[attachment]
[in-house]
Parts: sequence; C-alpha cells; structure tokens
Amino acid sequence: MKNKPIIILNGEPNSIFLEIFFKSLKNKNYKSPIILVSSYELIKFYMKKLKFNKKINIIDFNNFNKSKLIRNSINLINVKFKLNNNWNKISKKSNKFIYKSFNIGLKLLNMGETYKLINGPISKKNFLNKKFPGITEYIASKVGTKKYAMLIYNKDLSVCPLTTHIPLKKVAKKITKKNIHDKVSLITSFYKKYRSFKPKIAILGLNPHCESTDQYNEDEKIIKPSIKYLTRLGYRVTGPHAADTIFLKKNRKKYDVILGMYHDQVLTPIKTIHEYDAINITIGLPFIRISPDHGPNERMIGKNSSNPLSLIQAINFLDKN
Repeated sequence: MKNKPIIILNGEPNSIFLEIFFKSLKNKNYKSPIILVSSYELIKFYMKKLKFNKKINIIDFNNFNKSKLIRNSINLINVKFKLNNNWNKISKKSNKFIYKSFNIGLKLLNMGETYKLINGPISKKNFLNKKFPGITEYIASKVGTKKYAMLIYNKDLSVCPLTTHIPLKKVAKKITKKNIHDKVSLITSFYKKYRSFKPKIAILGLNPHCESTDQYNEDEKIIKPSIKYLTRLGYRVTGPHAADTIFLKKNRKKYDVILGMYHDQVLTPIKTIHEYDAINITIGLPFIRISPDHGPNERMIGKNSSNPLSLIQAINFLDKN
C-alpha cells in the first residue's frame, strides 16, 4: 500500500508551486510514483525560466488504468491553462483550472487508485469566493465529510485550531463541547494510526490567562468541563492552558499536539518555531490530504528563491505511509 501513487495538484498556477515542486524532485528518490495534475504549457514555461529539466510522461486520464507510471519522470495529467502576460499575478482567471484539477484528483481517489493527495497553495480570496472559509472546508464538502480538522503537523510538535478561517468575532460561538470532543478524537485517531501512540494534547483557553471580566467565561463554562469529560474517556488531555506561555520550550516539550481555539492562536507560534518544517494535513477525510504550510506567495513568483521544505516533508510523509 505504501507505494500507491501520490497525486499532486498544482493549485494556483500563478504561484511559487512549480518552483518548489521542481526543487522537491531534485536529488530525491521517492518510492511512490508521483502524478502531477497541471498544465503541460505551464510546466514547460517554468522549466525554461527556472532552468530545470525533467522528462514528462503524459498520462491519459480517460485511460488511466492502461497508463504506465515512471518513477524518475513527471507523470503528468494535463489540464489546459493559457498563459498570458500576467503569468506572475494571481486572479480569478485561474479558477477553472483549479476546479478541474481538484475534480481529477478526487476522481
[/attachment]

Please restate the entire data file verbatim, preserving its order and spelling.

[in-house]
Parts: sequence; C-alpha cells; structure tokens
Amino acid sequence: MKNKPIIILNGEPNSIFLEIFFKSLKNKNYKSPIILVSSYELIKFYMKKLKFNKKINIIDFNNFNKSKLIRNSINLINVKFKLNNNWNKISKKSNKFIYKSFNIGLKLLNMGETYKLINGPISKKNFLNKKFPGITEYIASKVGTKKYAMLIYNKDLSVCPLTTHIPLKKVAKKITKKNIHDKVSLITSFYKKYRSFKPKIAILGLNPHCESTDQYNEDEKIIKPSIKYLTRLGYRVTGPHAADTIFLKKNRKKYDVILGMYHDQVLTPIKTIHEYDAINITIGLPFIRISPDHGPNERMIGKNSSNPLSLIQAINFLDKN
Repeated sequence: MKNKPIIILNGEPNSIFLEIFFKSLKNKNYKSPIILVSSYELIKFYMKKLKFNKKINIIDFNNFNKSKLIRNSINLINVKFKLNNNWNKISKKSNKFIYKSFNIGLKLLNMGETYKLINGPISKKNFLNKKFPGITEYIASKVGTKKYAMLIYNKDLSVCPLTTHIPLKKVAKKITKKNIHDKVSLITSFYKKYRSFKPKIAILGLNPHCESTDQYNEDEKIIKPSIKYLTRLGYRVTGPHAADTIFLKKNRKKYDVILGMYHDQVLTPIKTIHEYDAINITIGLPFIRISPDHGPNERMIGKNSSNPLSLIQAINFLDKN
C-alpha cells in the first residue's frame, strides 16, 4: 500500500508551486510514483525560466488504468491553462483550472487508485469566493465529510485550531463541547494510526490567562468541563492552558499536539518555531490530504528563491505511509 501513487495538484498556477515542486524532485528518490495534475504549457514555461529539466510522461486520464507510471519522470495529467502576460499575478482567471484539477484528483481517489493527495497553495480570496472559509472546508464538502480538522503537523510538535478561517468575532460561538470532543478524537485517531501512540494534547483557553471580566467565561463554562469529560474517556488531555506561555520550550516539550481555539492562536507560534518544517494535513477525510504550510506567495513568483521544505516533508510523509 505504501507505494500507491501520490497525486499532486498544482493549485494556483500563478504561484511559487512549480518552483518548489521542481526543487522537491531534485536529488530525491521517492518510492511512490508521483502524478502531477497541471498544465503541460505551464510546466514547460517554468522549466525554461527556472532552468530545470525533467522528462514528462503524459498520462491519459480517460485511460488511466492502461497508463504506465515512471518513477524518475513527471507523470503528468494535463489540464489546459493559457498563459498570458500576467503569468506572475494571481486572479480569478485561474479558477477553472483549479476546479478541474481538484475534480481529477478526487476522481